Are you ready to make some aged cheeses but don’t quite know how to build a “cheese cave?” Here are some quick tips and suggestions.
Most cheeses age best at a temperature of around 50-55 degrees – much warmer than a regular refrigerator but much cooler than your average room temperature. There are several ways you can achieve this temperature goal without digging into a hillside:
One of the most effective pieces of cheese aging equipment is a dorm, mini or wine refrigerator. Some of the more expensive models of mini fridges may have an actual temperature control, but for those that don’t, usually the warmest temperature setting will help you achieve this 50-55 degree goal.
For a more precise temperature, you can pair a mini fridge (or even a full-sized refrigerator) with a temperature controller. These are little gadgets that include a probe on a wire that you put into the refrigerator, and then you plug the fridge into the controller and plug the controller into the wall. The unit has a temperature control that can be set to your desired temperature and the controller will then cycle the refrigerator on and off to maintain this fairly precise temperature. You can find these controllers online for as little as $40-50.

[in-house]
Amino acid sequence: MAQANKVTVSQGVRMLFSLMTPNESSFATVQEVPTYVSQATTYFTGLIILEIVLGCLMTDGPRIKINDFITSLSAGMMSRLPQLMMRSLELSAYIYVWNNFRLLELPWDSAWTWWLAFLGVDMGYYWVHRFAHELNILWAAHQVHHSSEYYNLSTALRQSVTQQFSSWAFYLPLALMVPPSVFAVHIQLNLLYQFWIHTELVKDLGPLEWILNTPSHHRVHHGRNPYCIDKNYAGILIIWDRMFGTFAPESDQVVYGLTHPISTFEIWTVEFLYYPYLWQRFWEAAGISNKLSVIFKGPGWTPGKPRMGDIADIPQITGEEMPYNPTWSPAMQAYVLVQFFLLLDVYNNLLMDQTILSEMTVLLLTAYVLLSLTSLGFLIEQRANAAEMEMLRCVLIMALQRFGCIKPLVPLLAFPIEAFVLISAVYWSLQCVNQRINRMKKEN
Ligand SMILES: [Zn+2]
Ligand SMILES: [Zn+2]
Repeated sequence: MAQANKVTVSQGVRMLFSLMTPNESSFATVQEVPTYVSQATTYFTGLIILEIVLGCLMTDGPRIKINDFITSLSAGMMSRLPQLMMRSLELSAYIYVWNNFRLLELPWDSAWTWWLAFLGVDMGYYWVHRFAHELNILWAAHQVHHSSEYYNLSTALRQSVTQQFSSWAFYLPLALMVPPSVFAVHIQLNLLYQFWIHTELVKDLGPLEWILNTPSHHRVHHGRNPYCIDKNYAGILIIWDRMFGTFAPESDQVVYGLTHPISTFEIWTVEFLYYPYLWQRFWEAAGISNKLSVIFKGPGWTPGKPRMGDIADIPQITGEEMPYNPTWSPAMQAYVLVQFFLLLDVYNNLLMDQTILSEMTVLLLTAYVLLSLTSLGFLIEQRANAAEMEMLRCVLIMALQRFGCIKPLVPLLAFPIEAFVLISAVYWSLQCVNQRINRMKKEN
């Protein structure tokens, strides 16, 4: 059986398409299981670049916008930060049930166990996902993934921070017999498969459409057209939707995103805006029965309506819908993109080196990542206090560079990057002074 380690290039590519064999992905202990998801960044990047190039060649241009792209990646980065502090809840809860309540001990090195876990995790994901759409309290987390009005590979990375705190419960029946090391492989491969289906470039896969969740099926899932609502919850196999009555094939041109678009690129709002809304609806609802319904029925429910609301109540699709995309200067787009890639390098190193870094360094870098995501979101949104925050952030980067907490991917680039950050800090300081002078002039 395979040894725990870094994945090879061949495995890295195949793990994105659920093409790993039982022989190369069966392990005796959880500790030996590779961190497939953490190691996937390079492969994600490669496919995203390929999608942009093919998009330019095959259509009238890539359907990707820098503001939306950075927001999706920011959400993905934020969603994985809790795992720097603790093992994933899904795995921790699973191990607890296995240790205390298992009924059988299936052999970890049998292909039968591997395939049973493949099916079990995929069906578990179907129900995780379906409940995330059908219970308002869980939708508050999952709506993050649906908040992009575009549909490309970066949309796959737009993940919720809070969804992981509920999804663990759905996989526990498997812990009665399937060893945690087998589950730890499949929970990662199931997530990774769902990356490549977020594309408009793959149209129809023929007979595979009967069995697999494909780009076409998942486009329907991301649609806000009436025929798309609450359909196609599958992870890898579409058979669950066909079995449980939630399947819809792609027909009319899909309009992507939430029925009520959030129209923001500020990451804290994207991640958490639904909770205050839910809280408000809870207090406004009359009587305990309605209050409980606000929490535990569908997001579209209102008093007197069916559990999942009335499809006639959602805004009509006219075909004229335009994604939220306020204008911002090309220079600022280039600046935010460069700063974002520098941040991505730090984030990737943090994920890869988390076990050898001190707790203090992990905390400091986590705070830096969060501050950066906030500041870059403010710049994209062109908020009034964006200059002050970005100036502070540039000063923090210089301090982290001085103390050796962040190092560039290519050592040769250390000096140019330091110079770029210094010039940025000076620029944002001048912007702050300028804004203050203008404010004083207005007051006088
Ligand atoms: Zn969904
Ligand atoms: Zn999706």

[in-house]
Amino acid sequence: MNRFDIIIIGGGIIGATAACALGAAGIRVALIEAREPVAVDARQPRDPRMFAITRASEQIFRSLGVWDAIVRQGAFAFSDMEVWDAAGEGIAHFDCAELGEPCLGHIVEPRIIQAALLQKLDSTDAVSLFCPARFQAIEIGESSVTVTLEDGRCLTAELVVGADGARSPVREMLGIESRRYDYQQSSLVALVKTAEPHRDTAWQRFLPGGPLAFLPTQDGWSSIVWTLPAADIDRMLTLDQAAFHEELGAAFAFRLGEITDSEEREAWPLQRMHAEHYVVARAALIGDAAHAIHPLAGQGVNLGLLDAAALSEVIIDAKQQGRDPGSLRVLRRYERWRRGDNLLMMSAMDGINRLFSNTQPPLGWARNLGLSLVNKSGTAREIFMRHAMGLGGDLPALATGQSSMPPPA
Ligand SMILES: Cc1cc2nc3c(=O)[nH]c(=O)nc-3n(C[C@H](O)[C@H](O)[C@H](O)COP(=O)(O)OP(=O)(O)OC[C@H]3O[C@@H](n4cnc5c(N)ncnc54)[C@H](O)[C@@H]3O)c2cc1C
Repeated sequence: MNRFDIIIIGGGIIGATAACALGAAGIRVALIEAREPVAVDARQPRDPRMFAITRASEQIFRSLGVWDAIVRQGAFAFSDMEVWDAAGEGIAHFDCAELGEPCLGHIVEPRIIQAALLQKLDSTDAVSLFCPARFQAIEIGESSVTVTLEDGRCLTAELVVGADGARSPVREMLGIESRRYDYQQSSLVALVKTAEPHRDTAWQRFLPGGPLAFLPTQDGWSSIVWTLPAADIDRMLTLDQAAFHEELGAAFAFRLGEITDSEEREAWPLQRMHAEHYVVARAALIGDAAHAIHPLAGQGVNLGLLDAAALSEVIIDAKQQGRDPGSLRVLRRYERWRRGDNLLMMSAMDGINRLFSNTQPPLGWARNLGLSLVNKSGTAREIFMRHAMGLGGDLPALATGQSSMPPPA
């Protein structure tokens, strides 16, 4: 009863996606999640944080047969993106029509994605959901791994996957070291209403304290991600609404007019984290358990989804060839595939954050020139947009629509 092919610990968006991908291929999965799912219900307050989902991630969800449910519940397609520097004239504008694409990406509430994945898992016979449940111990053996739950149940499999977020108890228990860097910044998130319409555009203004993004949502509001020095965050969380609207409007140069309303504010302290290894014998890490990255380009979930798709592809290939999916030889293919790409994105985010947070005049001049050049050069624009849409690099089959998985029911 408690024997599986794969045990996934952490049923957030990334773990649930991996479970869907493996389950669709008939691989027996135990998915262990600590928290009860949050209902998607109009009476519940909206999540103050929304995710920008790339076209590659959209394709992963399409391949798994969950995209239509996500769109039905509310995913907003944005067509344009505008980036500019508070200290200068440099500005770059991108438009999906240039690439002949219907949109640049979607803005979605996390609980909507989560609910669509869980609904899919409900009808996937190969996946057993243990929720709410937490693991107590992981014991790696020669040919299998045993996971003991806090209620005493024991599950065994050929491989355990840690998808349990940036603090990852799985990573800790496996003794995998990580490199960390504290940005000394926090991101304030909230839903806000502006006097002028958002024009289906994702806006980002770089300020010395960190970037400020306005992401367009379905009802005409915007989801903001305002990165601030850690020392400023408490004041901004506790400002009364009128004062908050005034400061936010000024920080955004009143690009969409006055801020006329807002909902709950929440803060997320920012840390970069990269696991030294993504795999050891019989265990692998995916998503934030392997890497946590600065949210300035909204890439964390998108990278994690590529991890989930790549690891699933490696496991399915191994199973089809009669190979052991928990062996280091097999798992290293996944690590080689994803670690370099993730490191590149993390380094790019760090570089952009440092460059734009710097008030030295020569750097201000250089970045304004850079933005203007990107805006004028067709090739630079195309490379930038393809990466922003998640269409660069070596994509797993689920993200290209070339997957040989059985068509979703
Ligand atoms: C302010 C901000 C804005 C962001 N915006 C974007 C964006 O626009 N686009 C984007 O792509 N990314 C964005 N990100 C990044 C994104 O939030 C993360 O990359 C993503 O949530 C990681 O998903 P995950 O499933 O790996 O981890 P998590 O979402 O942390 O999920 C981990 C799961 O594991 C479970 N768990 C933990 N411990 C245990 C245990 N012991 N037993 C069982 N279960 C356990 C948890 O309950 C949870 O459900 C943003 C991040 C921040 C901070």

Some home cheesemakers have a space in a basement, garage, root cellar, or spare bedroom (during the winter) that maintains a temperature of approximately 50 degrees. By using containers to keep your cheese clean and safe from pests, you may be able to convert these spaces into aging “caves” as well. (See our post on aging boxes.) These simple containers not only create a closed environment to keep your cheese safe and clean, but they also can assist in keeping humidity levels high in cheeses that require that (think mini terrarium)!
Ready to tackle some aged cheeses? It takes a little practice and experimentation to get it right, but the best way to learn is to just do it. Even if your aged cheese doesn’t turn out perfect the first time, it will still probably taste good enough to enjoy and you will have learned something in the process.
submitted by Kate Johnson, August 2020